Carpentras’ fortunate position in the centre of Provence’s most fertile growing region assures a year-round cornucopia: in springtime, succulent Appellation d’Origine Contrôlée strawberries and Monts de Venasque cherries; in summer, Ventoux muscat grapes, apricots and black Caromb figs; in autumn, local saffron; and in winter the Carpentras truffle market is the largest and most visited in the area, enticing gourmets from all corners of France. Those with a sweet tooth seek out the famous whole candied fruits (a regional speciality that ranges from tiny tart cherries to whole melons), huge cakes of nougat studded with local almonds and the Carpentras berlingot, a striped pyramid-shaped hard candy that dates to the 13th century. Not to mention the abundant AOC Rhône Valley wines.
A fifth-century manuscript in the city archives describes the Arles market thus: “Everything from the Orient, and from Arabia, penetrating perfumes, all that is produced in fecund Assyria, meets in Arles in greater abundance than its country of origin.” Though somewhat less exotic today, the Arles market still evokes the bazaar spirit. Stretching for three kilometres under the generous plane tree-lined Boulevards de Lices and Clémenceau, this teeming market of 400-600 commerçants, depending on the season, assembles all the culinary riches of Provence, as well as local pottery, textiles, essential oils, flea market finds and a small antiques market. Arles is also one of the few markets with a thriving organic section, just in front of the tourist office.
Besides the meat, fish and cheese sellers common to every market, Arles has a picturesque abundance all its own: aromatic spices spill from open-air baskets, local producers offer lavender and herb-scented honeys, fruit-flavoured vinegars, homemade confiture and juices, cured meats and saucissons and long braids of garlic. But olives in every form are the star of the show: fresh-pressed oils, dozens of varieties scooped from vats or wooden bowls, some stuffed with peppers, preserved lemon, almonds or whole garlic cloves or puréed into green or black tapenade. Specialities from the wilds of the nearby Camargue abound: anchoïade, a zesty mix of anchovies, garlic, capers and Herbes de Provence puréed in olive oil and taureau sausages from the Camargue bull. The influence of Gypsy and Occitan cultures is palpable, if only in a revived form.
Market basket full (plastic is a no-no), it’s time to head to the local café for your petit blanc. Or, as this is Provence, a juicy rosé will do just fine. And if wine before noon is not on the agenda, just chalk it up to a sociological experience.
This north-south route, from Vaison-la-Romaine to Arles by way of Carpentras, is just one of a dozen possible trajectories, each with its share of scenic markets. The larger, more distinctive markets in the area that are well worth a visit include beautiful Saint-Rémy-de-Provence and elegant Aix-en-Provence. L’Isle-sur-la-Sorge’s wall-to-wall antiques shops and Sunday flea market are an antique lover’s dream (though not necessarily a bargain hunter’s). The scenic perched villages of the Luberon mountain range – Menerbes, Lacoste, Bonnieux, Gordes, Roussillon Buoux, etc – all have a market day, but standouts include Gordes for atmosphere and charm; Apt for size, variety and authenticity; and Forcalquier for its artsy, free-spirited vibe.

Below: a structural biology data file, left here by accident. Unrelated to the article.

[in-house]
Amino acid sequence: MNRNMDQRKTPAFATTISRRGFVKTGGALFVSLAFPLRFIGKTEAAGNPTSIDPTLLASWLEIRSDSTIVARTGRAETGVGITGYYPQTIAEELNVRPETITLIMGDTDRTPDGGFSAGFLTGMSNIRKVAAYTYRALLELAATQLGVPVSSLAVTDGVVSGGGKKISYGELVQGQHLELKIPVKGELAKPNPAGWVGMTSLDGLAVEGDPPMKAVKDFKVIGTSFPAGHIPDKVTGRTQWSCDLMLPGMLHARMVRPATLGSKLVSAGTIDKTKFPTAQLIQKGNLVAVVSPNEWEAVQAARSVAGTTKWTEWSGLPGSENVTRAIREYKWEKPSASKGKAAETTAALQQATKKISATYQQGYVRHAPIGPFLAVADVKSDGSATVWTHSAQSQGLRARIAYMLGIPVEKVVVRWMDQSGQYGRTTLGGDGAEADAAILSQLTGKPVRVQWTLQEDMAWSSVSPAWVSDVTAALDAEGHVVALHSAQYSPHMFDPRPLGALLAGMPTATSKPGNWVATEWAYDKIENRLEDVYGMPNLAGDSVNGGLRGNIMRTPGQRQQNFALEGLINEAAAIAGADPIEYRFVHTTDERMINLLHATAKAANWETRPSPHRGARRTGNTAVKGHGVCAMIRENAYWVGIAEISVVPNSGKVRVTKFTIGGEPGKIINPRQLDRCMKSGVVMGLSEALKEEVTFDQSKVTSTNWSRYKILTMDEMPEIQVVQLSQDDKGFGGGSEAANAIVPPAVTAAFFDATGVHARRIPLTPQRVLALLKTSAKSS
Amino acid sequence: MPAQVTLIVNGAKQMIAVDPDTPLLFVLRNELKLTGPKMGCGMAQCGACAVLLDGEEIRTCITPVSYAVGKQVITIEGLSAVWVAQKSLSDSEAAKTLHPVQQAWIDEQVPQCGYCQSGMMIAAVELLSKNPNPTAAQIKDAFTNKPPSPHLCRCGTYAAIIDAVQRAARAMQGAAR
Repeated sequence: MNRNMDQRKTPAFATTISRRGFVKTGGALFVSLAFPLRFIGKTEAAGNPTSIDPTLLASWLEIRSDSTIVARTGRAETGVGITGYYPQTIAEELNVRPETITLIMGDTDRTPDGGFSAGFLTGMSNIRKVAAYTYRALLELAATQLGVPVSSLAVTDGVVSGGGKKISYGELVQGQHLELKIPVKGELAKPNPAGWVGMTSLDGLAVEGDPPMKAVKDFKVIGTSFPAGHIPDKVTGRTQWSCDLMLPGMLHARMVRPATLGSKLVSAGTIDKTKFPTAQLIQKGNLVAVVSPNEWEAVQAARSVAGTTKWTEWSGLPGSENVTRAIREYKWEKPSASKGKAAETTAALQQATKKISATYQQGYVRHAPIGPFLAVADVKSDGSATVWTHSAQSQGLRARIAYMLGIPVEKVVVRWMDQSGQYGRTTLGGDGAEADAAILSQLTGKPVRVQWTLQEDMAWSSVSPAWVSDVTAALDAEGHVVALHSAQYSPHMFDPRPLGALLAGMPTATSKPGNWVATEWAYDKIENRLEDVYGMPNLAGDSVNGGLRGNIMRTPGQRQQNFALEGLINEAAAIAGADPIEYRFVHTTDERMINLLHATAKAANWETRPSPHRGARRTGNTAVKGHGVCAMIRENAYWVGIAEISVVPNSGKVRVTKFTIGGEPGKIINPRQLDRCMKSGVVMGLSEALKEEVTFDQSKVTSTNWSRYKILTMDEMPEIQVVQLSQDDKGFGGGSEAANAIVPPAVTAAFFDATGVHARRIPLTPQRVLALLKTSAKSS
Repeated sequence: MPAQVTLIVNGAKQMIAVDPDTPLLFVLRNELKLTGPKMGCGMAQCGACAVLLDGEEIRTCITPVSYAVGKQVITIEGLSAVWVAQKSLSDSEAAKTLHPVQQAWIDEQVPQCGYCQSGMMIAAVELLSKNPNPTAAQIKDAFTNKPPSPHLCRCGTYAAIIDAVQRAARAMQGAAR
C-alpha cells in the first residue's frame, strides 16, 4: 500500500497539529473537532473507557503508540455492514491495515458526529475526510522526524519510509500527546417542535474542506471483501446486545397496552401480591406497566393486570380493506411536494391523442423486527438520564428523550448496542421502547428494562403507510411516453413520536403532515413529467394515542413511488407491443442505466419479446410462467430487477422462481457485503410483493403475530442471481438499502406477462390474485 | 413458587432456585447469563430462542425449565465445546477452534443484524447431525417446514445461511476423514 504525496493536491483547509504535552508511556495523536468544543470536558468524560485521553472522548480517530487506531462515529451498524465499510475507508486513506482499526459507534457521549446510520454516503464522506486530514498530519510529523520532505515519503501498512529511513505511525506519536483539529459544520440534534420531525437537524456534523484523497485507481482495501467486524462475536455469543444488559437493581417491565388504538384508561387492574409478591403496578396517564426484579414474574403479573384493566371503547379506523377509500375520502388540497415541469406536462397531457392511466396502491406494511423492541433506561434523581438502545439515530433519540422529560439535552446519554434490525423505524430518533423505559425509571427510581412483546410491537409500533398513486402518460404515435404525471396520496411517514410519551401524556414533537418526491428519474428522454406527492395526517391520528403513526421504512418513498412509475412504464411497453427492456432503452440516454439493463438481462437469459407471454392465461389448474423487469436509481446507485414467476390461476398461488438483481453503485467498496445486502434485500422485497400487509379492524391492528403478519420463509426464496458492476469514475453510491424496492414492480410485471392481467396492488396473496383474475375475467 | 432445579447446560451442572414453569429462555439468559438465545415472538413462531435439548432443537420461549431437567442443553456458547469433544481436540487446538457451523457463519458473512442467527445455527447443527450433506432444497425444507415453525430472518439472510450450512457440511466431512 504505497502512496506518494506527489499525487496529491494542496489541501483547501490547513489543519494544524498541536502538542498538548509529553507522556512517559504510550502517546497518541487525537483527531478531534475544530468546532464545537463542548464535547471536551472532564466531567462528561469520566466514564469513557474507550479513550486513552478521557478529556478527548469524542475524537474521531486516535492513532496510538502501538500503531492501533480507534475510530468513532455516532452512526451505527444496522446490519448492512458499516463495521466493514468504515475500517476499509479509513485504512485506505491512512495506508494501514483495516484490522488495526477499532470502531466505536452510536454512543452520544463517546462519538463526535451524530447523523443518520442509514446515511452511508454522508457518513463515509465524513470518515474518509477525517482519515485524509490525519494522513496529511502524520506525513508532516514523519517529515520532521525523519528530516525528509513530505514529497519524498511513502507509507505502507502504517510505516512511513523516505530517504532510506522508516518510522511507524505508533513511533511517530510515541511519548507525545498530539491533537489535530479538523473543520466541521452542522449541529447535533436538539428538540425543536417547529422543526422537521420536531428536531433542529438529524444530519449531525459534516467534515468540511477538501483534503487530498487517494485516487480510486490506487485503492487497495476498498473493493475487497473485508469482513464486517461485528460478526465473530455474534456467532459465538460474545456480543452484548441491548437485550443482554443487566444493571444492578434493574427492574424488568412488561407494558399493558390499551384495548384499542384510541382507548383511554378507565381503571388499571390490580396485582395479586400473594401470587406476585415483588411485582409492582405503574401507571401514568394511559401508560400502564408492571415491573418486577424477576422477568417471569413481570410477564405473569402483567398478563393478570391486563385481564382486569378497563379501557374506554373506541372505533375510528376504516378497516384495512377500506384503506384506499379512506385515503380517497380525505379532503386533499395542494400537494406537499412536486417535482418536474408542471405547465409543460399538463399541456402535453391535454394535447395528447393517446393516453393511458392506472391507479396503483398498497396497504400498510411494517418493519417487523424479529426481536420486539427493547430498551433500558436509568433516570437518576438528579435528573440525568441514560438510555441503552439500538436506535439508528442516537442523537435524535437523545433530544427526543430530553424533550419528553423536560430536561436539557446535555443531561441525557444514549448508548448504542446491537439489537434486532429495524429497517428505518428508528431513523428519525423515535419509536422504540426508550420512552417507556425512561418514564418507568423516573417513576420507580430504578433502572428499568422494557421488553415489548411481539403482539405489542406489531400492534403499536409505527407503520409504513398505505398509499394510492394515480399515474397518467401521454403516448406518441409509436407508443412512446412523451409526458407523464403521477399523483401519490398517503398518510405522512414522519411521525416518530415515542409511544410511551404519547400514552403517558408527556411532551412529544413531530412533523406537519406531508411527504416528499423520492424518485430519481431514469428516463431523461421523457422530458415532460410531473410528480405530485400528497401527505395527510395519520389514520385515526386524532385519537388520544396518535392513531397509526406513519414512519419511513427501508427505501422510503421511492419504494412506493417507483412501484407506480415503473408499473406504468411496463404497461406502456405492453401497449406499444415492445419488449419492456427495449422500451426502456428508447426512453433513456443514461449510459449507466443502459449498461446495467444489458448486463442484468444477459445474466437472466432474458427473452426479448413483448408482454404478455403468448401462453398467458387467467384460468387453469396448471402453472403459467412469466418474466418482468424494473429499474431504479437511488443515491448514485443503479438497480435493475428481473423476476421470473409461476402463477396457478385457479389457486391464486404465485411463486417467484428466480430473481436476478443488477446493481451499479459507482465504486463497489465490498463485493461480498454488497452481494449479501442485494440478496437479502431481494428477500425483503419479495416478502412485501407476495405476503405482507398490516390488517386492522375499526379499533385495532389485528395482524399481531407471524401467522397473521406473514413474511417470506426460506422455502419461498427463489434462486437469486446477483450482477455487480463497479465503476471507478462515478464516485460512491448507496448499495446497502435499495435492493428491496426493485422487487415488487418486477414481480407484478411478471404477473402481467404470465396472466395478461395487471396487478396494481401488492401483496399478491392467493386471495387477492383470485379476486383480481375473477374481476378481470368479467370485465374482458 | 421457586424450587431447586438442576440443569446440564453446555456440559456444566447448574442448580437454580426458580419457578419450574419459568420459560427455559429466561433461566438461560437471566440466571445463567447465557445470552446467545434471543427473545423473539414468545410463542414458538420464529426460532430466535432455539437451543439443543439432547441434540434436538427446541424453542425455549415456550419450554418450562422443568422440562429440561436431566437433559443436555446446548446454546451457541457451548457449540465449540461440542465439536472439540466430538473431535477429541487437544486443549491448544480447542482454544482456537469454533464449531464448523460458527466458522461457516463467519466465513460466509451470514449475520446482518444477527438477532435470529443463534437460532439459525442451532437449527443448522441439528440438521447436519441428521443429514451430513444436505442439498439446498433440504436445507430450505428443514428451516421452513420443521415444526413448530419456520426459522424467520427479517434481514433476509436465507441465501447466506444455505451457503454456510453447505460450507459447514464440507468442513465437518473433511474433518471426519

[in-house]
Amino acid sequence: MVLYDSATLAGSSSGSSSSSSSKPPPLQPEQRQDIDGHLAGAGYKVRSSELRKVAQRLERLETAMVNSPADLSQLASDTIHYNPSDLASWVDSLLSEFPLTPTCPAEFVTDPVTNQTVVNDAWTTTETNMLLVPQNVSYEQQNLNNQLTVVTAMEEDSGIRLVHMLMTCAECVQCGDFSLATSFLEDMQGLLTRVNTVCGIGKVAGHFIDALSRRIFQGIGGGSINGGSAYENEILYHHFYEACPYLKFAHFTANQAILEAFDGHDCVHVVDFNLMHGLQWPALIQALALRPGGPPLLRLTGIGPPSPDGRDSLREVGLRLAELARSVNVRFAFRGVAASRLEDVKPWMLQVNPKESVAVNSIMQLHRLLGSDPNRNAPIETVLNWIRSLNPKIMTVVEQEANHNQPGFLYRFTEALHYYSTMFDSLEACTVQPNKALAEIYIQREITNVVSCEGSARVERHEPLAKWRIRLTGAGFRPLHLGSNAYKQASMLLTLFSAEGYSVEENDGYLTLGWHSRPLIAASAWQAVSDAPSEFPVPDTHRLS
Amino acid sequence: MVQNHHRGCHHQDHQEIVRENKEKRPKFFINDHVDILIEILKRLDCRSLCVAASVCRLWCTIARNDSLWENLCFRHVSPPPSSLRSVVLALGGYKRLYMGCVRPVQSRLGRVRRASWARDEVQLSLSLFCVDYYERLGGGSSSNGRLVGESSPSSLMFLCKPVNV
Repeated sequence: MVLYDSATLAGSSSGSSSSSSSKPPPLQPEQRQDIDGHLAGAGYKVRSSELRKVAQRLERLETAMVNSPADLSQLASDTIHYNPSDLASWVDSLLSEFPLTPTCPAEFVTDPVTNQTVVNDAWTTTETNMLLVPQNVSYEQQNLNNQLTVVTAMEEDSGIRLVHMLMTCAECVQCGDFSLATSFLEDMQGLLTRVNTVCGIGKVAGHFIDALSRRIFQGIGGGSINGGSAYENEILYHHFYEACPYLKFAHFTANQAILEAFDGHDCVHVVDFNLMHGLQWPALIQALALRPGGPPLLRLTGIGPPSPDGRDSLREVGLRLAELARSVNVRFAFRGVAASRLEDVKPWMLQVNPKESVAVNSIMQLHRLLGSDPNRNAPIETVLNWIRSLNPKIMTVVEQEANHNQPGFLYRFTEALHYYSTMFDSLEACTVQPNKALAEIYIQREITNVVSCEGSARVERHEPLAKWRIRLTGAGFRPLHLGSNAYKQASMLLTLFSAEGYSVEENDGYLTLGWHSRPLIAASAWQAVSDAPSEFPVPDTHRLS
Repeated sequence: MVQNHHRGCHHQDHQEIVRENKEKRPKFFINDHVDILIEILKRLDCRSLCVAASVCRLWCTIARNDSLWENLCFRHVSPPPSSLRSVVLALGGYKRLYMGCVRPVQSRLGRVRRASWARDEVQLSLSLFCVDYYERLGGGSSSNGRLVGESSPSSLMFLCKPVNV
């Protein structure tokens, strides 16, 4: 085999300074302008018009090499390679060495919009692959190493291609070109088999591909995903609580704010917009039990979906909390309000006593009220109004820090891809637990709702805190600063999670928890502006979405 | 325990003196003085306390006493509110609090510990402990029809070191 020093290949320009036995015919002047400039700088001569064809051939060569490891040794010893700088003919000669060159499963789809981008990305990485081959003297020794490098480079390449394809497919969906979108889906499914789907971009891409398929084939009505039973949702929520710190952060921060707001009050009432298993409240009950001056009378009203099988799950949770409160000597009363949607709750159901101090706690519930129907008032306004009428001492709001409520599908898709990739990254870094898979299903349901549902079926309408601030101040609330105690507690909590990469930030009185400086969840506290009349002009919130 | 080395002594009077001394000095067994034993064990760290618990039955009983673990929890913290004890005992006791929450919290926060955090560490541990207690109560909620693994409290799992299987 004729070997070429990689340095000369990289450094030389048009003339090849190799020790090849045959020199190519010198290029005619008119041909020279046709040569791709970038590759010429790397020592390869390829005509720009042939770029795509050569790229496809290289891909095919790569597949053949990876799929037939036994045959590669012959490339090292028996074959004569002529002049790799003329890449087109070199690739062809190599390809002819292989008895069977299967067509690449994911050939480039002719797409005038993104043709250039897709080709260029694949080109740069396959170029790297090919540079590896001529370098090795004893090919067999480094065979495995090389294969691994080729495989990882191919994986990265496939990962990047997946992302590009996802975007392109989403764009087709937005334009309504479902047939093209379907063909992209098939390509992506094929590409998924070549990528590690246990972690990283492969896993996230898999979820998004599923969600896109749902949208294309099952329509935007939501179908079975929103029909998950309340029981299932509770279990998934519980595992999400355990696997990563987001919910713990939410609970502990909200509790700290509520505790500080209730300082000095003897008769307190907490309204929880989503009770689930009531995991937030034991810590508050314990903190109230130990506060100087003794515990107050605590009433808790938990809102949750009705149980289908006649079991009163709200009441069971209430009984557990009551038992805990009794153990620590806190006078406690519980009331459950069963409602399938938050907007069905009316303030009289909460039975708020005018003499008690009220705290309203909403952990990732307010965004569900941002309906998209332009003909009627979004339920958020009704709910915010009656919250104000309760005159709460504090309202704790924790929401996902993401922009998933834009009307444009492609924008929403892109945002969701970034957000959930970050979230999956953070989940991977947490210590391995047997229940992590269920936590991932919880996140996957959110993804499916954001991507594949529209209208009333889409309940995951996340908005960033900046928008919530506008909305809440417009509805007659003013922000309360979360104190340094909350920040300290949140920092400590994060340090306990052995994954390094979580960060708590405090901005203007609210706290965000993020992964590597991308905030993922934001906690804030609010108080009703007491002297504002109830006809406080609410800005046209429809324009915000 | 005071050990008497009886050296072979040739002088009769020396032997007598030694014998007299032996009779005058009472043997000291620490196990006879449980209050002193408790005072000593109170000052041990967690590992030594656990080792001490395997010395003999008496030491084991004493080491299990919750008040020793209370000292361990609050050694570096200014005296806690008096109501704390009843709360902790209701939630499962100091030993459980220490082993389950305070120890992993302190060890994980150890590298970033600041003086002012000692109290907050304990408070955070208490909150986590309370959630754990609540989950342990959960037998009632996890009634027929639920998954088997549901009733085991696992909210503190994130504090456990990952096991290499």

Other Markets Worth a Detour
While every village in Provence has its own market day, here are a few standouts:
Apt: The largest market in the Luberon, Apt’s lively and colourful Saturday morning market follows the old town’s sinuous lanes, culminating in the Cours Lauze de Perret – also the site of the famous Tuesday marché paysan, (farmers’ market), limited to local farmers only. Here you’ll find anything and everything that can be found in Provence.
Forcalquier: Dating to the Middle Ages, Forcalquier’s monday market – centred in the old town square near the tourist office and across from the church – is a Provence institution and reflects the town’s bohemian vibe. A centre for artists and artisans, Forcalquier’s market offers a great opportunity to stock up on artisanal products you may not find elsewhere.
St-Rémy-de-Provence: The Wednesday morning market in beautiful Saint-Rémy is a goldmine for Provençal specialities and reflects the more refined atmosphere of the town in its selection of crafts, handmade jewellery and local specialities.
Gordes: Every Tuesday morning this gorgeous perched village sees one of the area’s most delightfully scenic markets in the cobbled town centre near the château. You’ll find all the usual Provençal delicacies along with linens, potpourri, soap and much more, and views for miles.
Coustellet: For a bit of local colour, Coustellet’s Sunday morning marché pays an features seasonal bounty from more than 80 local producers. You’ll find the famous local cherries, strawberries, artichokes, asparagus, olive oil and so much more, all with the assurance that you’re buying local.
L’isle-sur-la-Sorgue: Called the Venice of Provence, there’s nowhere in France quite like bustling L’isle sur la Sorgue, home to more than 300 antiques dealers lining the town’s scenic river, canals and winding streets. On Sunday market day you’ll also find all the bounty of Provence in stalls lining the central town square and the river. Once a year, in August, the annual Marché Flottant features farmers in costume selling their wares from traditional flatboats. The next weekend is the International Art and Antiques Fair, with more than 200 stands in addition to the town’s 300 shops.
Aix-en-Provence: Every day is market day in exquisite Aix, one of Provence’s most picturesque and best-loved markets. On Tuesday, Thursday and Saturday the grand marché stretches through the old town from the Place des Prêcheurs, near the old Palais de Justice. Held on the same days, the flower market at place de l’Hôtel-de-ville is another favourite. And in July and August only an antiques market occupies the place Jeanne d’Arc and the Cours Sectius.
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From France Today magazine